We study the effects of the sequence on the propagation of nonlinear excitations in simple models of DNA, and how those effects are modified by noise. Starting from previous results on soliton dynamics on lattices defined by aperiodic potentials, [F. Dominquez-Adame et al., Phys. Rev. E 52, 2183 (1995)], we analyze the behavior of lattices built from real DNA sequences obtained from human genome data. We confirm the existence of threshold forces, already found in Fibonacci sequences, and of stop positions highly dependent on the specific sequence. Another relevant conclusion is that the effective potential, a collective coordinate formalism introduced by Salerno and Kivshar [Phys. Lett. A 193, 263 (1994)] is a useful tool to identify key regions that control the behaviour of a larger sequence. We then study how the fluctuations can assist the propagation process by helping the excitations to escape the stop positions. Our conclusions point out to improvements of the model which look promising to describe mechanical denaturation of DNA. Finally, we also consider how randomly distributed energy focus on the chain as a function of the sequence.
We revisit the issue of directed motion induced by zero average forces in extended systems driven by ac forces. It has been shown recently that a directed energy current appears if the ac external force, f(t), breaks the symmetry f(t) = -f(t+T/2), T being the period, if topological solitons (kinks) existed in the system. In this work, a collective coordinate approach allows us to identify the mechanism through which the width oscillation drives the kink and its relation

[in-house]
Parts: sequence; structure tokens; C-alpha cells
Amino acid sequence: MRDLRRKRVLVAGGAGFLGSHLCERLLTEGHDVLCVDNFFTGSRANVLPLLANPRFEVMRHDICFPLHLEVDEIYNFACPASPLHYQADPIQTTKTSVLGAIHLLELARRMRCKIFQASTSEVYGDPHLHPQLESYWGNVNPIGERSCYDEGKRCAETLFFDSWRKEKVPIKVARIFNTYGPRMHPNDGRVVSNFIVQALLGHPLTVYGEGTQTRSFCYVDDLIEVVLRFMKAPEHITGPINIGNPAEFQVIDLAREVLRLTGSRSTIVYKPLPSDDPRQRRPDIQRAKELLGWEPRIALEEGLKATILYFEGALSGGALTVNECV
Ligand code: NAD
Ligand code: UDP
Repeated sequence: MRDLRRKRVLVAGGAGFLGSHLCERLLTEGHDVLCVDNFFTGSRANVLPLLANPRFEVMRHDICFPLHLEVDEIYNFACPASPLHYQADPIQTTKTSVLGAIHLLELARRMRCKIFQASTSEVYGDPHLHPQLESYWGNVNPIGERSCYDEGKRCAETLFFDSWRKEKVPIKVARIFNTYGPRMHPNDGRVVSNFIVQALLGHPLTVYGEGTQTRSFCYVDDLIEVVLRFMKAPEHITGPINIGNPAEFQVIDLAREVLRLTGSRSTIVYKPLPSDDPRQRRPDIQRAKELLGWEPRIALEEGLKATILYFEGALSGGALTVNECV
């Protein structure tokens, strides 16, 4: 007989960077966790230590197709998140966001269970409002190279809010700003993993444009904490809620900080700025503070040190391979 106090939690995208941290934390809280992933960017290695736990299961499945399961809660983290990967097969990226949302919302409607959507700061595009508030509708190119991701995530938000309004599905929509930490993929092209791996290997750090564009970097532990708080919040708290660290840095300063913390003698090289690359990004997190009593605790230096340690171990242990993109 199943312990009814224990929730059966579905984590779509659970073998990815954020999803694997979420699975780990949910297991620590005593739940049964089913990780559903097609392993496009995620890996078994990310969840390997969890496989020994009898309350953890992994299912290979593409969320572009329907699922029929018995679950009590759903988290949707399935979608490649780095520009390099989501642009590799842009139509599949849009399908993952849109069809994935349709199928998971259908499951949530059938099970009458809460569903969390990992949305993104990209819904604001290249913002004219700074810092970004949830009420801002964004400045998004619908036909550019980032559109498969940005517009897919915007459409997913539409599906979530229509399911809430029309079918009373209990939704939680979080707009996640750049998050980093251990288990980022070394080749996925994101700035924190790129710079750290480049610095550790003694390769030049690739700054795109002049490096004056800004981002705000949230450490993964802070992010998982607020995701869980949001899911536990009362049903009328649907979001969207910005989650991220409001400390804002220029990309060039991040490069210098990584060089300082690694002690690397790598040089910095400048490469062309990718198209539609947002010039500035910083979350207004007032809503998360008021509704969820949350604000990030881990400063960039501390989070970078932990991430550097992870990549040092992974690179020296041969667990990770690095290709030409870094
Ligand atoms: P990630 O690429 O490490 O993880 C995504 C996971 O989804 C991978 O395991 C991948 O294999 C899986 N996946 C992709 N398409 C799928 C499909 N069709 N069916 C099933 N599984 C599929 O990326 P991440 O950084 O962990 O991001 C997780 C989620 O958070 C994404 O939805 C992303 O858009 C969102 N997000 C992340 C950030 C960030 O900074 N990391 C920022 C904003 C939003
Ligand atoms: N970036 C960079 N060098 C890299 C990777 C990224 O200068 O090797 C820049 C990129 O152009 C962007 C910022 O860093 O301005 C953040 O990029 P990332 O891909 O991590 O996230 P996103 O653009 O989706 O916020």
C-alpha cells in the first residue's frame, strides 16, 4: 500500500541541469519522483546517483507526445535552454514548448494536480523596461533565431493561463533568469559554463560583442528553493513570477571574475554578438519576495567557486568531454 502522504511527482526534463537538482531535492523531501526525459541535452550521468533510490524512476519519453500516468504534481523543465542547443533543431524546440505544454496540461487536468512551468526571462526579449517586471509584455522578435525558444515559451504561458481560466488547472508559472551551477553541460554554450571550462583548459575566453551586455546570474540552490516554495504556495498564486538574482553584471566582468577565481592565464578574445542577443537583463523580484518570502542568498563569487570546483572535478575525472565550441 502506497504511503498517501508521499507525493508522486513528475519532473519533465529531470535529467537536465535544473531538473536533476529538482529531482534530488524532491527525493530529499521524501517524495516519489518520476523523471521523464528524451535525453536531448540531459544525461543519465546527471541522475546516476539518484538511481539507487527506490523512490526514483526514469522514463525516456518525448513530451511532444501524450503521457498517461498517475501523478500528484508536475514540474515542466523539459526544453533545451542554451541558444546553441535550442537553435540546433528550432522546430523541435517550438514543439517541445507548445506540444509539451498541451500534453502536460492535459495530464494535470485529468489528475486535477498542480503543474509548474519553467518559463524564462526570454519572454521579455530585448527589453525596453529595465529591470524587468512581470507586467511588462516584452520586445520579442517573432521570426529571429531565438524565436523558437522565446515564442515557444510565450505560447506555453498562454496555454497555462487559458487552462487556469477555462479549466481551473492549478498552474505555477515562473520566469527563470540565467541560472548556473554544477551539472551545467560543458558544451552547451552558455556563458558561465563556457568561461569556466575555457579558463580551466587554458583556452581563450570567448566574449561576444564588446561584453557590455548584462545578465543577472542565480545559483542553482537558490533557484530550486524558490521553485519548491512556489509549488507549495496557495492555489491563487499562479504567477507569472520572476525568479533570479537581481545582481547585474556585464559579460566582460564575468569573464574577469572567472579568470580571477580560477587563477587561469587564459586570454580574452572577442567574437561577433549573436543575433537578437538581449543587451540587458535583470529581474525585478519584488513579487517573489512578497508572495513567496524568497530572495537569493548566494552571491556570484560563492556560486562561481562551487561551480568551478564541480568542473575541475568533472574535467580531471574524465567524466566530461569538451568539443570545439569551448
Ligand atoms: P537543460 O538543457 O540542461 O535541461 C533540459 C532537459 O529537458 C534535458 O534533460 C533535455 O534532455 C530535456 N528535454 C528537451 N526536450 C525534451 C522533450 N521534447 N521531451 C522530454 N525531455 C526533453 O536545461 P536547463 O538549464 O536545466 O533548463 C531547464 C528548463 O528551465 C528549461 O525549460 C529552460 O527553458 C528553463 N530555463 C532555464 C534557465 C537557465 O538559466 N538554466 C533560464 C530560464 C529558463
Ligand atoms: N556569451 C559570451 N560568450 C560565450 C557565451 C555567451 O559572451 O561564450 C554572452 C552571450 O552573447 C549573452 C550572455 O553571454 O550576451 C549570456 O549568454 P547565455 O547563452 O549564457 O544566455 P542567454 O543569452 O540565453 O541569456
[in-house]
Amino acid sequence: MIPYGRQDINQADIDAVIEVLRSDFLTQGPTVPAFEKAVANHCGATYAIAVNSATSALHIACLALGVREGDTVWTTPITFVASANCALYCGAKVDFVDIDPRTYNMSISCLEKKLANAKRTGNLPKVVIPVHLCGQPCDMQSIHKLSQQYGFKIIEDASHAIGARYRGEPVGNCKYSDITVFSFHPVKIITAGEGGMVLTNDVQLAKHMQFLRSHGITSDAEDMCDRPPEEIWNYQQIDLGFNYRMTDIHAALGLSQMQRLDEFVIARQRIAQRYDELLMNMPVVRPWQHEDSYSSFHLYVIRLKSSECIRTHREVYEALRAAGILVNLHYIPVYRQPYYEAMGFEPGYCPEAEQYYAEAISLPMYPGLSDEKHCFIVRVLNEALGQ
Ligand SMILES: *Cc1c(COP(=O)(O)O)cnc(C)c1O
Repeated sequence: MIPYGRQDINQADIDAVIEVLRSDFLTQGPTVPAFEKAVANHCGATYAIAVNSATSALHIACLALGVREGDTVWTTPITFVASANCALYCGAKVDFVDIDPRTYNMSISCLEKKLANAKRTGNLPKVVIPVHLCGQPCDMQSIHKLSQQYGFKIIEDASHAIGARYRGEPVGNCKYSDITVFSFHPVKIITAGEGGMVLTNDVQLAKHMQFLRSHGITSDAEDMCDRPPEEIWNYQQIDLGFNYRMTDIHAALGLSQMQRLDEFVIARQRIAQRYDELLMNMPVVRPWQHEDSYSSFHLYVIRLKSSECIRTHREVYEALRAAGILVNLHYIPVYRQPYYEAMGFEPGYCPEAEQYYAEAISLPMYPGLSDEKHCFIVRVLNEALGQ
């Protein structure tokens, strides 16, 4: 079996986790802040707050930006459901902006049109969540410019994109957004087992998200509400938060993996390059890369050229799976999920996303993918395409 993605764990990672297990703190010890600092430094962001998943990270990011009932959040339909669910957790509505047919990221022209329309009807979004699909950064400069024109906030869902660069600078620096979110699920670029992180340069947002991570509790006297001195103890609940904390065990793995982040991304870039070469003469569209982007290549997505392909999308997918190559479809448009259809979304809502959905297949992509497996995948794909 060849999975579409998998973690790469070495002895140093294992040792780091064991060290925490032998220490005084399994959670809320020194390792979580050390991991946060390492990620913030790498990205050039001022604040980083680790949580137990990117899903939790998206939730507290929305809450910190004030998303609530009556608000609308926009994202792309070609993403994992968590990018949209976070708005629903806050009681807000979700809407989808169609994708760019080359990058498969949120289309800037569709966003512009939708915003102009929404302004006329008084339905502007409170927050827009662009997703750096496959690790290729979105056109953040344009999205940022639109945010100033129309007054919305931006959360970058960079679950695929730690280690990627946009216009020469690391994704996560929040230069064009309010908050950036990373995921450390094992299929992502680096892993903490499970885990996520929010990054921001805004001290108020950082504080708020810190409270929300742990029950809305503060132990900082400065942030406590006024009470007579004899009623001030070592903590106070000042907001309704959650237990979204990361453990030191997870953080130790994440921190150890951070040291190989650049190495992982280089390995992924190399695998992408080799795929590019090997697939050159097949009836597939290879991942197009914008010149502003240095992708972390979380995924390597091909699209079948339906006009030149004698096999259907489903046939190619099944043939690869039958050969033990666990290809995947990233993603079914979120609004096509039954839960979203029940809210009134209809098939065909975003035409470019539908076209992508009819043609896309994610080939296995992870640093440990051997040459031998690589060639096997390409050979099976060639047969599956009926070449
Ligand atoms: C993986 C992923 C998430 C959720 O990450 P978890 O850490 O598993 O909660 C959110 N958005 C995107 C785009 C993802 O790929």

with the mathematical symmetry conditions. Furthermore, our theory predicts, and numerical simulations confirm, that the direction of motion depends on the initial phase of the driving, while the system behaves in a ratchet-like fashion if averaging over initial conditions. Finally, the presence of noise overimposed to the ac driving does not destroy the directed motion; on the contrary, it gives rise to an activation process that increases the velocity of the motion. We conjecture that this could be a signature of resonant phenomena at larger noises.